Documented Dreamers Face an Uncertain Future

Young people in the US under their parents’ H1-B temporary work visas call themselves Documented Dreamers. There are over 250,000 of them, but they feel invisible in the national conversation about immigration.

They are often seen as privileged, as most of their concerns are about higher education. They have to pay international student fees, can’t get internships or financial aid, and can’t get accepted to medical schools.

And some of them can’t even stay in the country.

Kartik Sivakumar lived half his life in Iowa but was sent back to India when the US Citizenship and Immigration Services (USCIS) denied his change-of-status application.

He turned 21 before his father got a green card, so he was no longer a dependent. Changing an H1-B to a green card usually takes 6 years – but can last a lifetime.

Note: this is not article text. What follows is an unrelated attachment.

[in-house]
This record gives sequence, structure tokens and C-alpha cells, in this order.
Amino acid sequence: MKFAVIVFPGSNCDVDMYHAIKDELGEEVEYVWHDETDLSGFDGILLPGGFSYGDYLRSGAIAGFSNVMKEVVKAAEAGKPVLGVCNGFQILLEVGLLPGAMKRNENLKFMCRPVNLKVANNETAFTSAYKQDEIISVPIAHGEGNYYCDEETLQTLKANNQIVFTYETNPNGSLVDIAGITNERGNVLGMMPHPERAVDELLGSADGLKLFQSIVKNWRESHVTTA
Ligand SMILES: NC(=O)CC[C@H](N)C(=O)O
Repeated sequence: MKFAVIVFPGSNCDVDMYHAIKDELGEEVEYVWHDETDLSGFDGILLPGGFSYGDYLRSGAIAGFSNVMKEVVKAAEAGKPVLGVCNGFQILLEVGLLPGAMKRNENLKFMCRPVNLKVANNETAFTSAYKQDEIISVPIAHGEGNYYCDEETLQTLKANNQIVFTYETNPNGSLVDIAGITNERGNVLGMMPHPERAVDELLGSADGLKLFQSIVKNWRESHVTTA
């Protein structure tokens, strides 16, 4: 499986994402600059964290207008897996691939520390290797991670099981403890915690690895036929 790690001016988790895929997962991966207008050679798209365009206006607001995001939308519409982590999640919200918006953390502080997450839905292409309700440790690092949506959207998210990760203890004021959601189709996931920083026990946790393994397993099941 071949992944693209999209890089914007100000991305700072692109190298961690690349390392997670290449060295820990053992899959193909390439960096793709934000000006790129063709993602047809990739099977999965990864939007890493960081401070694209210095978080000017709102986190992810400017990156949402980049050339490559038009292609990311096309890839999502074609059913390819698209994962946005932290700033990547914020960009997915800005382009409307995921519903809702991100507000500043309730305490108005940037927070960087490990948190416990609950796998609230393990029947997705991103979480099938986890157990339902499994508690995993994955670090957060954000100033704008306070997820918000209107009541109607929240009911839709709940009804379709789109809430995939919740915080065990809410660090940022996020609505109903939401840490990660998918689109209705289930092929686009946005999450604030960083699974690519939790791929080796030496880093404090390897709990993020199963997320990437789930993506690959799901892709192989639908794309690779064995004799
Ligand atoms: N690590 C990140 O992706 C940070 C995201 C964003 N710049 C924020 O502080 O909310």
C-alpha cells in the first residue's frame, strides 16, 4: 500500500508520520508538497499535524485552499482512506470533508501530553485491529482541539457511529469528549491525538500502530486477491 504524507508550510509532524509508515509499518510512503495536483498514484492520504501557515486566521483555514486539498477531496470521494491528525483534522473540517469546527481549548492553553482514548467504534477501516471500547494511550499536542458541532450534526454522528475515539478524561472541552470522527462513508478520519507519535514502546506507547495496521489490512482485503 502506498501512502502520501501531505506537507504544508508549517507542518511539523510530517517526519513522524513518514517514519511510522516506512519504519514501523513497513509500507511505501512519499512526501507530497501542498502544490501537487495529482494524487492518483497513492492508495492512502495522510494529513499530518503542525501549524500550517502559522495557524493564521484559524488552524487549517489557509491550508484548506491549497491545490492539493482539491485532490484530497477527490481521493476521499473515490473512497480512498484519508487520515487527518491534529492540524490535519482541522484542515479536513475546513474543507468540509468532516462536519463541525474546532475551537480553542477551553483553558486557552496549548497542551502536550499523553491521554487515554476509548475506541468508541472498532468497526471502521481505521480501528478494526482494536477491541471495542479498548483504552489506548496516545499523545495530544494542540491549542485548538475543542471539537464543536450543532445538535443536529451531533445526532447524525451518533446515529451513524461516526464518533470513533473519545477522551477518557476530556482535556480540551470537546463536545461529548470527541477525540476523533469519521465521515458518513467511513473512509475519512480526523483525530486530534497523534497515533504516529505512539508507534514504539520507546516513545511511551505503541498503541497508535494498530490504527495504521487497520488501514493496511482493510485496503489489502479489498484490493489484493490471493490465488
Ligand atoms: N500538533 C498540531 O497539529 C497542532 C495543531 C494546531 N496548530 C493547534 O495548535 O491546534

Only 7% of people from one country can get an employment-based green card each year, a policy that is supposed to encourage diversity. However, it creates huge backlogs for some – as 82% of the backlog are Indian applications.

Created for high-skilled work, the H1-B visa is mostly used in Silicon Valley. Since 2009, 65% of the 1.7 million H-1B visas have gone to Indians, and they make up over 80% of employment extensions.

The America’s Children Act proposes to give permanent residency to college graduates who came to the US as H1-B dependents. But as immigration is a highly political issue, many think the bill will fail.

For now, documented dreamers need to get an F-1 student visa, then hope to get an H-1B visa, then hope to get a green card. It’s a lot of years of hoping.
Sivkumar was able to get an F-1 visa within 3 weeks, but he’s got a long, uncertain road ahead.


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